1079 Violet click beetle Limoniscus violaceus
Description and ecological characteristics
The violet click beetle Limoniscus violaceus is primarily associated with ancient trees, as it develops in undisturbed wood-mould at the base of central cavities in these trees. At Windsor Forest it seems to develop exclusively in beech Fagus sylvatica, but at Bredon Hill and Dixton Wood ash Fraxinus excelsior appears to be the main species used. It is probable that a large population of ancient trees is necessary for a site to support this species.
European status and distribution
Limoniscus violaceus is very rare throughout its European range.
UK status and distribution
Limoniscus violaceus has always been extremely rare in the UK, where it was first noted in 1937 at Windsor Forest. There are only three sites in the UK known to support this species; all are in England.
Site selection rationale
The three sites known to support this species in the UK have all been selected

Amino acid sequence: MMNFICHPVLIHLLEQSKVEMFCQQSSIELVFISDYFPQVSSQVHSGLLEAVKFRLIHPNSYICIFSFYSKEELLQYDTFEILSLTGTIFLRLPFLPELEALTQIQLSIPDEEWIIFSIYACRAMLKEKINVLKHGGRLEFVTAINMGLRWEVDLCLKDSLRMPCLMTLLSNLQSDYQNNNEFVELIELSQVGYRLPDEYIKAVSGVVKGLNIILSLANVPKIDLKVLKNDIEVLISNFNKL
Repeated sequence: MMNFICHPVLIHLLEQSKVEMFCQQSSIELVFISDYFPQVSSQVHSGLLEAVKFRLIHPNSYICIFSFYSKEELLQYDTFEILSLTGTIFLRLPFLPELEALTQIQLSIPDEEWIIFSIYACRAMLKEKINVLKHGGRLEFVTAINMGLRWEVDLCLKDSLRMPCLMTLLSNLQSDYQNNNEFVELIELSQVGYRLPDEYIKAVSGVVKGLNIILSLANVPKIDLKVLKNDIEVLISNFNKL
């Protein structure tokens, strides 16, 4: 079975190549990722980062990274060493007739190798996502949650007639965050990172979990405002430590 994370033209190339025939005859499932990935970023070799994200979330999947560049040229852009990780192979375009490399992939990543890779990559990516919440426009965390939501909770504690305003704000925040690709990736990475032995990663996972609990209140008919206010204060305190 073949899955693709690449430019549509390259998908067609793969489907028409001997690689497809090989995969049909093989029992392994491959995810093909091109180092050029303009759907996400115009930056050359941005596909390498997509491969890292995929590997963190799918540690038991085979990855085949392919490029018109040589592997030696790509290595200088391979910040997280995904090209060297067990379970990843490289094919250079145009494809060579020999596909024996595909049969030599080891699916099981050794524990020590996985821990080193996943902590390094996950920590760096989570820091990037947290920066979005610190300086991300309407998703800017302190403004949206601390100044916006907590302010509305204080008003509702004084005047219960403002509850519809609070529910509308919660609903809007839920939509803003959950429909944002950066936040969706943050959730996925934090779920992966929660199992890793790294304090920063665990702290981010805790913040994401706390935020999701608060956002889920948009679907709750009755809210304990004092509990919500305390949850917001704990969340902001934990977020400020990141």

Herefordshire, Worcestershire and Warwickshire
Violet click beetle Limoniscus violaceus was recorded at Bredon Hill in 1989, although there is a 1939 record from ‘Tewkesbury’, which may refer to Bredon Hill. It has been found in each of several years since. It is a very important site for fauna associated with decaying timber on ancient trees, including many Red Data Book and Nationally Scarce invertebrate species.
Gloucestershire, Wiltshire and Bristol/Bath area
Violet click beetle Limoniscus violaceus was discovered at Dixton Wood in 1998 and it has been found at the site on a single occasion subsequently. It is a small site with large number of ancient ash Fraxinus excelsior pollards, and supports a rich fauna of scarce invertebrate species associated with decaying timber on ancient trees.
Windsor Forest and Great Park
Berkshire, Buckinghamshire and Oxfordshire, Surrey, East and West Sussex
Violet click beetle Limoniscus violaceus was first recorded at Windsor Forest in 1937. The site is thought to support the largest of the known populations of this species in the UK. There is a large population of ancient trees on the site, which, combined with the historical continuity of woodland cover, has resulted in Windsor Forest being listed as the most important site in the UK for fauna associated with decaying timber on ancient trees (Fowles, Alexander & Key 1999). The site was also identified as of potential international importance for its saproxylic invertebrate fauna by the Council of Europe (Speight 1989).
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